“It speaks volumes of the importance of this project for the citizens of Sylvan Lake,” said Mayor Susan Samson.
That was part of her reaction on learning that Alberta Transportation has reversed a previous decision and has now committed another $1.7 million towards the Memorial Trail project.
The additional cost, above the initial $4.5 million already approved, is necessary for intersection improvements at four locations that were identified as part of a traffic impact assessment. That report identified the need for additional changes and upgrades to intersections at Highway 20 and Memorial Trail, Highway 20 and Highway 11, Highway 11 and 781 and 50th Street and Memorial Trail, to address access and circulation issues created as a result of changes made by the provincial government to the 781 intersection.
At the Highway 20 and Memorial Trail intersection the changes are needed so there’s no need to reduce the 100 km/hr. maximum through that area. The work planned at Highway 11 and 20 will increase safety and make it easier for motorists to proceed through the intersection. At 781 and 11 the plan is to extend the acceleration ramp for traffic heading west from the southbound exit.
Safety was a big part of the town’s pitch when Samson and the town’s chief administrative officer, Betty Osmond, met with Transportation Minister Ric McIver. At a June 20 meeting, they discussed “the town’s concerns over the safety of the road, as well as the responsibility of the province to assist with traffic issues resulting from changes to the intersection at Highways 11 and 781. The message was well received, as the minister made clear during the meeting that the travelling public deserved project success.”
According to a press release yesterday (Wednesday) morning, the province’s previous stance, that it wouldn’t fund the intersection work, meant that improvements to the safety of intersections along the route were in question”.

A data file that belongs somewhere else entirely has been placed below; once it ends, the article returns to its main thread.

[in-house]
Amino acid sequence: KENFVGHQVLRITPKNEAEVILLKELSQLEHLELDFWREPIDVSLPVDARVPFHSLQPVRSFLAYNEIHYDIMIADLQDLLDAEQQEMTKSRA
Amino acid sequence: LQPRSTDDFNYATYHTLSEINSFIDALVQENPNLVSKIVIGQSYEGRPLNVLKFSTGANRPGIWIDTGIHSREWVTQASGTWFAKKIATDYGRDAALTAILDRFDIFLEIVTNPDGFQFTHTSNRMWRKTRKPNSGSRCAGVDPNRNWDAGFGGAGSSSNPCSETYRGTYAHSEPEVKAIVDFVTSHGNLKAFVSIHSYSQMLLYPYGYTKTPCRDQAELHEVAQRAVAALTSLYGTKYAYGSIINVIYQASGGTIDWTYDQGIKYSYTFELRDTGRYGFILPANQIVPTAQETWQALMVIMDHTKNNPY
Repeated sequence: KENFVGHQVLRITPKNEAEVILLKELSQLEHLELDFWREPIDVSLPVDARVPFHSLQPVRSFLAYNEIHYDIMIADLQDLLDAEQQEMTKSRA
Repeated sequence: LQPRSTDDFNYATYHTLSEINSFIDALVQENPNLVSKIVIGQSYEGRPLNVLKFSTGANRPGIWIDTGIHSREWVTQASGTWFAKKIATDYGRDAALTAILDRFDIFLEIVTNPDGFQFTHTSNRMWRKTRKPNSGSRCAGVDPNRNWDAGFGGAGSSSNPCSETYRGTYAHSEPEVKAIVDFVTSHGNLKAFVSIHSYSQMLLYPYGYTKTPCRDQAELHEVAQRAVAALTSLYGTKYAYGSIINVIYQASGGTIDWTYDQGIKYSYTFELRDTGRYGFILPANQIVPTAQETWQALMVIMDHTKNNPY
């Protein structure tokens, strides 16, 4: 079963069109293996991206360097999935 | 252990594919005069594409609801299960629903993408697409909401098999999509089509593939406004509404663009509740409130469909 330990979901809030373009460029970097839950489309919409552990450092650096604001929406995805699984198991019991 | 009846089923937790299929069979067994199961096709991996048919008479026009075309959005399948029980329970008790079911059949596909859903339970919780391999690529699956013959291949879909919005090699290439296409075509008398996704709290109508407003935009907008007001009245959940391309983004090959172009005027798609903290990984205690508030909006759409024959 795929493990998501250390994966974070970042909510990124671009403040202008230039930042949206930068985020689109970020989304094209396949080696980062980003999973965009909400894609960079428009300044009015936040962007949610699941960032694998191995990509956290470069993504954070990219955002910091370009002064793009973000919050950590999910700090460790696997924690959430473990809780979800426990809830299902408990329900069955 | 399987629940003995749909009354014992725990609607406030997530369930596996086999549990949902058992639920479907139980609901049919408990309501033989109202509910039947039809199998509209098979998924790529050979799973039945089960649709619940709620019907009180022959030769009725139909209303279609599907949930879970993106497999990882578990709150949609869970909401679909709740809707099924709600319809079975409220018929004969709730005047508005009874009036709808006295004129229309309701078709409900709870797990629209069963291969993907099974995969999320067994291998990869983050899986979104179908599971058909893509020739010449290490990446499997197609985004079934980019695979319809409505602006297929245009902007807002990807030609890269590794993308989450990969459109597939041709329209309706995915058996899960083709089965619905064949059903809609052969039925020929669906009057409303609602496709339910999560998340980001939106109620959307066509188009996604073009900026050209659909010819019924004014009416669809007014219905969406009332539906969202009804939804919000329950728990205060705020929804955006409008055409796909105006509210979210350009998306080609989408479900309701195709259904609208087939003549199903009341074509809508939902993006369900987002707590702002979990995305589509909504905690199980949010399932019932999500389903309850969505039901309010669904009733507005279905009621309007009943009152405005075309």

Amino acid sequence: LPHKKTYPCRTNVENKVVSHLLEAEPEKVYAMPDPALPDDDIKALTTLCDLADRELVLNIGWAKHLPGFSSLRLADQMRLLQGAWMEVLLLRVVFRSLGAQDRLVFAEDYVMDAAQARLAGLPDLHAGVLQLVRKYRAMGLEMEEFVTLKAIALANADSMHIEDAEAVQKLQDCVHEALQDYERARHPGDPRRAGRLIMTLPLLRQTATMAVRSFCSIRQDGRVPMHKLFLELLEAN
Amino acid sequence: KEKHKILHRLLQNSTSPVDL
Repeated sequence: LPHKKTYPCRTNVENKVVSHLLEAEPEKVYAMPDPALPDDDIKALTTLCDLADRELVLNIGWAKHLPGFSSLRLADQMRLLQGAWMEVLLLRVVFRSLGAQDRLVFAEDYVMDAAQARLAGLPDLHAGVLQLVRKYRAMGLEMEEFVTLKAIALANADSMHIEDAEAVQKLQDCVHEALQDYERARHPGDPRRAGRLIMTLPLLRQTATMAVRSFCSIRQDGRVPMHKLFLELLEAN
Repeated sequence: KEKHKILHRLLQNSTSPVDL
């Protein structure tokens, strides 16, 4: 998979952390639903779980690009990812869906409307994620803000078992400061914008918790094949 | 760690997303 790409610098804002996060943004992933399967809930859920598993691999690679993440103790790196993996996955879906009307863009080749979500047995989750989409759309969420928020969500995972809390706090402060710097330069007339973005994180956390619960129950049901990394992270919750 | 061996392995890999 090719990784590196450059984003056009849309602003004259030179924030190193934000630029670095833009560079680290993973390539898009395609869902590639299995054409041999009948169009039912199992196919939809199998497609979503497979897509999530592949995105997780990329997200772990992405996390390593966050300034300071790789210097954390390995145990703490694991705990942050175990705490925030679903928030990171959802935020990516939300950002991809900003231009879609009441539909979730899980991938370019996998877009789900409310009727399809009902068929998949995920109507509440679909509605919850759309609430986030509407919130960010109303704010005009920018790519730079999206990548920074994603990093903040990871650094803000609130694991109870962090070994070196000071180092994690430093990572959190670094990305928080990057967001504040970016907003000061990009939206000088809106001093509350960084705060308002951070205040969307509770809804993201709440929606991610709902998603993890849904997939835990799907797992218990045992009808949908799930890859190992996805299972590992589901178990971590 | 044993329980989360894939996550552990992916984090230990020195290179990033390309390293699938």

That’s no longer a question, thanks to the province. All residents should celebrate this decision and the province’s additional commitment to doing the right thing.
We join Samson in expressing pleasure that the project can proceed this season to the full extent of what was envisioned and is needed.
The $1.7 million commitment will be paid half this year and half next year. That indicates the province, which also struggles with finite resources, had to make difficult decisions to keep this project on track.
The decision, we feel, also puts an end to the campaign to have signal lights erected at the Highways 11 and 781 intersection. That’s not going to happen.
The province is moving ahead with a bigger picture in mind. That picture shows the realignment of Highways 20 and 781 so they join and form a continuous north-south route, along with an interchange at the Highway 11 crossing.
Considering construction statistics for Sylvan Lake, which are rebounding, and for the province’s growth where there are projections of another million people in the next 10 years, that vision, which some might call a pipe dream, is probably going to happen sooner than later.
In the meantime, an initial meeting was held last week at Benalto to gather input on proposals for the twinning of Highway 11 from Sylvan Lake to Eckville.
Elsewhere in today’s paper, Transportation communications officer Trent Bancarz said planning needs to start years before construction begins.
The study will primarily focus on current access routes to the highway and the effects of closing them. All direct access routes to Highway 11 will be closed once the twinning takes place, as the province plans for “freeway” status on the important link between Red Deer and the west country.
And at last week’s council meeting there was an obvious interest by developers to get moving quickly on opening up lots in the two quarter sections bordering Memorial Trail between Highway 20 and 50th Street.
Change is taking place, sometimes at a faster pace that we want, but the countryside around Sylvan is certainly going to look different in a few years.